https://www.blunt.senate.gov/news/press-releases/blunt-klobuchar-introduce-children-in-family-security-act

The Complexity of Visiting Korea, By a Korean Adoptee: NAAM

This is day 28 of National Adoption Awareness Month, so this is my daily post to amplify the voices of adoptees..

I am fascinated by other languages, and especially by the difficult-to-translate meanings of some words. For example, I love the word “fernweh,” German for “farsickness,” or a longing for place you’ve never been to and can never go to. Another favorite is “hiraeth,” a Welsh word that roughly translates to a longing for a place that was never yours, a place to which you can’t return. Both have some relevance to adoption.

Leslie Maes, a Korean adoptee raised in Belgium, has written an article published in The Korea Times about “han” and “jeong” for adoptees. Maes notes that “han” is a Korean word “that could be described as an ‘internalized feeling of deep sorrow, grief, regret and anger.'”  “Jeong,” he writes, “can be described as ‘a feeling of loyalty and of strong emotional connection to people and places.’ ” 

Maes would like to see the Korean adoptee community take on the embodiment of ‘jeong.’ “This emotion is the true gift we get from adoption, and one of the things I am really grateful for.

When looking at the difficult lives some adoptees have had, and how poor adoptee support systems are, it is comforting and reassuring to see how supportive and organized Korean adoptees are, globally. Sure there’s a lot of politics going on within groups and between community leaders, as in any kind of community.

But with a difficult start in life, often no support from Korea, nor from the receiving countries, adoptees are doing a great job in creating and connecting. Most adoptees are doing this work for free and in their free time.”

I’ve known many international and transracial adoptees who do not feel “Korean enough,” or Chinese enough,” or “Black enough,” or “Colombian enough.” One of the frequent losses in international adoption is the loss of one’s original language. Some adoptees of course learn (or re-learn) their original languages; perhaps others incorporate the bits of language that bring comfort to them. Maybe it’s a way of filling in missing pieces.

This article, printed in The Korea Times, is, according to an Editor’s Note, “the 24th in a series about Koreans adopted abroad. Apparently, many Koreans never expected that the children it had sent away via adoption would return as adults with questions demanding to be answered. However, thousands of adoptees visit Korea each year. Once they rediscover this country, it becomes a turning point in their lives. We should embrace the dialogue with adoptees to discover the path to recovering our collective humanity. ― ED.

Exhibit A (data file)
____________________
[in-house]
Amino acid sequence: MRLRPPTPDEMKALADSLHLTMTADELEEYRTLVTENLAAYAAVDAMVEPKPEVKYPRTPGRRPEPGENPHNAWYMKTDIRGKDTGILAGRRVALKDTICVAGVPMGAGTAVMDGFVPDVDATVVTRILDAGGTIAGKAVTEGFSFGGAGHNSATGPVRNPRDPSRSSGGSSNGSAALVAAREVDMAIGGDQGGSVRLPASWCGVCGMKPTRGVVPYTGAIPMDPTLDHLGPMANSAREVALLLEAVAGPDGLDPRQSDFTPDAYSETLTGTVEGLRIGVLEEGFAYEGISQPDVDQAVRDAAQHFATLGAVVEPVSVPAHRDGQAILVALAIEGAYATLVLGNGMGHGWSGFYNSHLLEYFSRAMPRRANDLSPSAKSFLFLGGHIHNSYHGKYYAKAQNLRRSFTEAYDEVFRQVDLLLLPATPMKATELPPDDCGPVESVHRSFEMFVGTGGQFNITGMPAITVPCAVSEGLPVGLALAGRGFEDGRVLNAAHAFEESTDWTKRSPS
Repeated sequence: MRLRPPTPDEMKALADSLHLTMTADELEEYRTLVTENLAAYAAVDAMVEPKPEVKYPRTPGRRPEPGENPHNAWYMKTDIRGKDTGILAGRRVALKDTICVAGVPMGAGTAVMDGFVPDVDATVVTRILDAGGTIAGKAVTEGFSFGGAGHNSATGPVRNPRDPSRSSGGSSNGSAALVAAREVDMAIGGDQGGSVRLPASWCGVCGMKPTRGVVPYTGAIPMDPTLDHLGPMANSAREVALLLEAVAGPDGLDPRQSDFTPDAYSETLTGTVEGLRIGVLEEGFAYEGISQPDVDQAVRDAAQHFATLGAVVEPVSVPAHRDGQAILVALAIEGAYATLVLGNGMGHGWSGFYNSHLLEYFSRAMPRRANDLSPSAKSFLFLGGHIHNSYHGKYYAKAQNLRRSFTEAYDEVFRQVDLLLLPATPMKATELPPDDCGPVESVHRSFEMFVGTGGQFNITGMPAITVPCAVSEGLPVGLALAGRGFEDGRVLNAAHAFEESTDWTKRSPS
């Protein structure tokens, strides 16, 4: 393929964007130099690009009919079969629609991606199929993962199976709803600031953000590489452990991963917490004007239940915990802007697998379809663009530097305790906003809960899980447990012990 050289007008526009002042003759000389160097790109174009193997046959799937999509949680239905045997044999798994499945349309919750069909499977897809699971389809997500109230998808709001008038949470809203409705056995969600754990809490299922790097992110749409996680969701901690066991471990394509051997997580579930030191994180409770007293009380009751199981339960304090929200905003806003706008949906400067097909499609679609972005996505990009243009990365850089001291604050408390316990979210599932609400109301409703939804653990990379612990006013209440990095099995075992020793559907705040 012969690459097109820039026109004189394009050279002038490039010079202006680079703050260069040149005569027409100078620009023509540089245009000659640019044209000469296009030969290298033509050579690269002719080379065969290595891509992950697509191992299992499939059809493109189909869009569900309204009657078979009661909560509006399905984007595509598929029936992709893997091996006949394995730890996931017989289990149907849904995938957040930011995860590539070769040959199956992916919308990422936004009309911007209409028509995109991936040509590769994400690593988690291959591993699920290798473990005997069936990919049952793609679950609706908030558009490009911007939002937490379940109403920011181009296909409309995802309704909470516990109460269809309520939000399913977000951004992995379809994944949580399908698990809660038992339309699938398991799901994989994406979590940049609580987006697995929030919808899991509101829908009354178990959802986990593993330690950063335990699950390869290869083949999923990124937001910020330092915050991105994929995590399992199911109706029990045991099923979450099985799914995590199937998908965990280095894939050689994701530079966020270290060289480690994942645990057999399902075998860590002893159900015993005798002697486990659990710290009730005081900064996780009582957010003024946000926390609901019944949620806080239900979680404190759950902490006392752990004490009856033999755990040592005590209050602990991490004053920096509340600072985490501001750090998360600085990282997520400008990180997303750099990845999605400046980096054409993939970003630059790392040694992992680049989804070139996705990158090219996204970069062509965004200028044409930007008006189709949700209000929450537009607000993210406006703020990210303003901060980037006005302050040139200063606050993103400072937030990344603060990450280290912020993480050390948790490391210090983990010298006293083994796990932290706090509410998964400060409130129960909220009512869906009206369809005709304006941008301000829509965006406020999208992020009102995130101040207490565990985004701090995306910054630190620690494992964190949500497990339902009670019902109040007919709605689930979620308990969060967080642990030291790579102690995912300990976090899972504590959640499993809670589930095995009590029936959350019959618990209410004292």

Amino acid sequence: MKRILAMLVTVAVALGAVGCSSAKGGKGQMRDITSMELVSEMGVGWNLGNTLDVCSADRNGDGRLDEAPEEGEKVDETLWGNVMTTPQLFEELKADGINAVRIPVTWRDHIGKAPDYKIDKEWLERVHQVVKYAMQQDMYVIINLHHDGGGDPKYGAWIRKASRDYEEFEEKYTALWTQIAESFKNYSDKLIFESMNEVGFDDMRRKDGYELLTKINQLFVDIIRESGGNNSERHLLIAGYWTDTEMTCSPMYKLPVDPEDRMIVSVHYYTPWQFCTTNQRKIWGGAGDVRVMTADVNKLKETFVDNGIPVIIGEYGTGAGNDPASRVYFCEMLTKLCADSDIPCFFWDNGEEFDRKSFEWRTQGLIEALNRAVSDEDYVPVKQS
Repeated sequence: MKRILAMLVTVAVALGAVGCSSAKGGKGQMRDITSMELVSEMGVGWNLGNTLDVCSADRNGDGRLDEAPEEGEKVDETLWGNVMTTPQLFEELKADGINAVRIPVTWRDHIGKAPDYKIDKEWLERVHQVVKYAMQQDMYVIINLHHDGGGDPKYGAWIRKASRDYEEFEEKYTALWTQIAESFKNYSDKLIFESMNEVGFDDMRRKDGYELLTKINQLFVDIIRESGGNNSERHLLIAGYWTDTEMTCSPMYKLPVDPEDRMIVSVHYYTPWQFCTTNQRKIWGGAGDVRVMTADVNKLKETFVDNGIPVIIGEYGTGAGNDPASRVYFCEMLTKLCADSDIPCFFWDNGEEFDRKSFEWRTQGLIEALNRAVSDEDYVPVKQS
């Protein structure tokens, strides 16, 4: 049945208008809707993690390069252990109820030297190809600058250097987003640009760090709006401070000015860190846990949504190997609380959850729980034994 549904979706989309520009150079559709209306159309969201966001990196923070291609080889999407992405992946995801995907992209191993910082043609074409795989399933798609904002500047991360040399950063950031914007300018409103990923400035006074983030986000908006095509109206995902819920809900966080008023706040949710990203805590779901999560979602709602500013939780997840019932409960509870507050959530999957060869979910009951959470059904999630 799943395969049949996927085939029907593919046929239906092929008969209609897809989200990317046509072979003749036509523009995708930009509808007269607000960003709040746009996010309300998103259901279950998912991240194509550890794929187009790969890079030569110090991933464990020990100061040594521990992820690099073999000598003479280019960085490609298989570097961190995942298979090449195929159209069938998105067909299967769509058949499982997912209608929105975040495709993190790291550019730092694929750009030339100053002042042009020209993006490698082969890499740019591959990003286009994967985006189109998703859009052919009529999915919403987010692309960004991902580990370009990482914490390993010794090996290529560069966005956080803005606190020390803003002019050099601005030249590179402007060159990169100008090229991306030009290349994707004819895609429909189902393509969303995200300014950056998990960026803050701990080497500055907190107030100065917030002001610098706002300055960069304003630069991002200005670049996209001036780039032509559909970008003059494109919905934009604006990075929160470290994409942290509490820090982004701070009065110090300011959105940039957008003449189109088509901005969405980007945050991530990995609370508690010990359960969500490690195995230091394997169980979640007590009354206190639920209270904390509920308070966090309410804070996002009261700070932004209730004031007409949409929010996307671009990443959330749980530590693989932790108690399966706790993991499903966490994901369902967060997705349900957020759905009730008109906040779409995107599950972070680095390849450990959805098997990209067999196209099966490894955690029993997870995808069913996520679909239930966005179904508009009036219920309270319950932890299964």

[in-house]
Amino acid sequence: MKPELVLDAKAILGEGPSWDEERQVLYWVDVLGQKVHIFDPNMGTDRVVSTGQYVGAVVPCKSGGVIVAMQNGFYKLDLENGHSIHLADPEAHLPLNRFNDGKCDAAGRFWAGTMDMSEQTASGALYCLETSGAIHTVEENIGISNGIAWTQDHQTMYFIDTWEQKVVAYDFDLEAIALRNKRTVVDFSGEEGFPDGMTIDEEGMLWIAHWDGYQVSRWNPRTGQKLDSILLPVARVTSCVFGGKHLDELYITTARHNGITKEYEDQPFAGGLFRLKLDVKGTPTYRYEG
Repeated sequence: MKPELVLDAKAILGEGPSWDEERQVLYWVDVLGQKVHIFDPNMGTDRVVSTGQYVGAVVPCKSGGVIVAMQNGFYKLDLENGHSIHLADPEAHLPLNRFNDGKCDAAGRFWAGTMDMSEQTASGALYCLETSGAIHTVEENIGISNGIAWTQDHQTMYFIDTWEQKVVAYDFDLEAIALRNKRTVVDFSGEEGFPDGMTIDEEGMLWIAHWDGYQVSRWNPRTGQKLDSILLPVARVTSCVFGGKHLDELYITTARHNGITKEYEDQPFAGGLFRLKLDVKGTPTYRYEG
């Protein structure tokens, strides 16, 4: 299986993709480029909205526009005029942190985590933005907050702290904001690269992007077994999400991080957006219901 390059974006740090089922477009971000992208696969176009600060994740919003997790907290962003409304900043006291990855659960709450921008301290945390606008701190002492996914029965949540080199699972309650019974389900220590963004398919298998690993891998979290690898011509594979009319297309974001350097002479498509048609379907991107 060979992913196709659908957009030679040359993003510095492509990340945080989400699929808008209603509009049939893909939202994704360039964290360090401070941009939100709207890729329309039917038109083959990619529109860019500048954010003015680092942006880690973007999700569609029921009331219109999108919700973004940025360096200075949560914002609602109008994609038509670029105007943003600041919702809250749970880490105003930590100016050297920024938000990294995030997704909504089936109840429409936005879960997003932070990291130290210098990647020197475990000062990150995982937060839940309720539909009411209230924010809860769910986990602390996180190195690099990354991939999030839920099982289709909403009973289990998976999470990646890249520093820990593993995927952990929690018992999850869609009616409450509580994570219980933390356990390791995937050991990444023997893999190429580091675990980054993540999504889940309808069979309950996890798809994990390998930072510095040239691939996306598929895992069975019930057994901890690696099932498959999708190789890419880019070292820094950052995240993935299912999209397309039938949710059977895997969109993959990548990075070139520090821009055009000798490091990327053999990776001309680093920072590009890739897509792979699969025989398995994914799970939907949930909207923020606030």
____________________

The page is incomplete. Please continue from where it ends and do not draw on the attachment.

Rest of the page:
Intercountry adoption in many ways began with Korean adoptees after the Korean War, and they are the largest group of intercountry adoptees to the U.S., if not globally. I am not aware of any other “sending” country that has offered to promote the viewpoint of adoptees this way. Wouldn’t it be great if other countries followed this example, and amplified, or at least encouraged, the voices of adult adoptees?

“Found” Documentary, About Chinese Adoptees: NAAM

This is for day 27 of National Adoption Awareness Month, so this is my daily post to amplify the voices of adoptees, posted on day 28.

“Found” is a new documentary on Netflix about Sadie, Chloe, and Lily, three adoptees from China raised in the United States. They connected via DNA testing because they turned out to be cousins, and then went to China together, along with their adoptive families, to see if they could make deeper connections.

I always worry a bit about documentaries like this that feature adopted minors going through a complicated part of life. My understanding is that these young women were teens when the film was made. According to a Newsweek article, Lily is a senior in college now, and Sadie and Chloe are high school seniors. That’s pretty young for exposure like this. Chloe is the niece of the film’s producer, Amanda Lipitz.

The three girls are wonderful—insightful, funny, bright, empathetic. They clearly have a tight bond; traveling together and sharing the bond of being adopted was vital. It’s poignant to watch them with their families—the scene where Sadie’s adoptive mom is showing her old family photos is powerful. Equally poignant and powerful is the Chinese genealogist, Liu Hao, who aims to help the girls find their birth families by posting their photos in websites, responding to leads, getting DNA samples, traveling to rural areas, and showing remarkable empathy.

And the nannies who cared for the girls when they were babies in the orphanage: in “Found,” these women are shown to be loving and deeply connected to the children in their care. That is of course not always the case in orphanages around the world,

Also poignant are the scenes of the Chinese families who are not matched with their never-forgotten daughters via Liu Hao’s efforts. Reading the English subtitles is important, but the looks on their faces are stunningly revealing.

There is no tidy resolution to the film, which will not surprise anyone who has been involved in adoption and in birth parent searches. China is especially difficult that way, as baby girls are abandoned and few records are available. There are some “successful” matches, and that is just the beginning of a complicated journey.

I am struck by the film’s title: “Found.” The opposite of Lost, but who was found? Who remains lost? Who cannot be found, and yet remains present?

The documentary is both emotional and pragmatic. I wish Sadie, Chloe, and Lily all the best.

Finnish Adoptees Call For Investigation of Fraud: NAAM

This is for day 25 of National Adoption Awareness Month, so this is my daily post to amplify the voices of adoptees, posted on day 27.

A group of international adoptees in Finland has called for an investigation of fraudulent adoption practices in their adoptive country. The adoptees (from Ethiopia, China, India, Colombia, Taiwan, Austria, South Korea, Thailand, and Bangladesh) are calling upon the government of Finland to look into historic “irregularities” in adoption practices.

The group sent a Letter to the Editor of Hufvudstadsbladet, the highest-circulation Swedish-language newspaper in Finland. Here is the letter in English, via Inter Country Adoptive Voices News‘ Facebook page: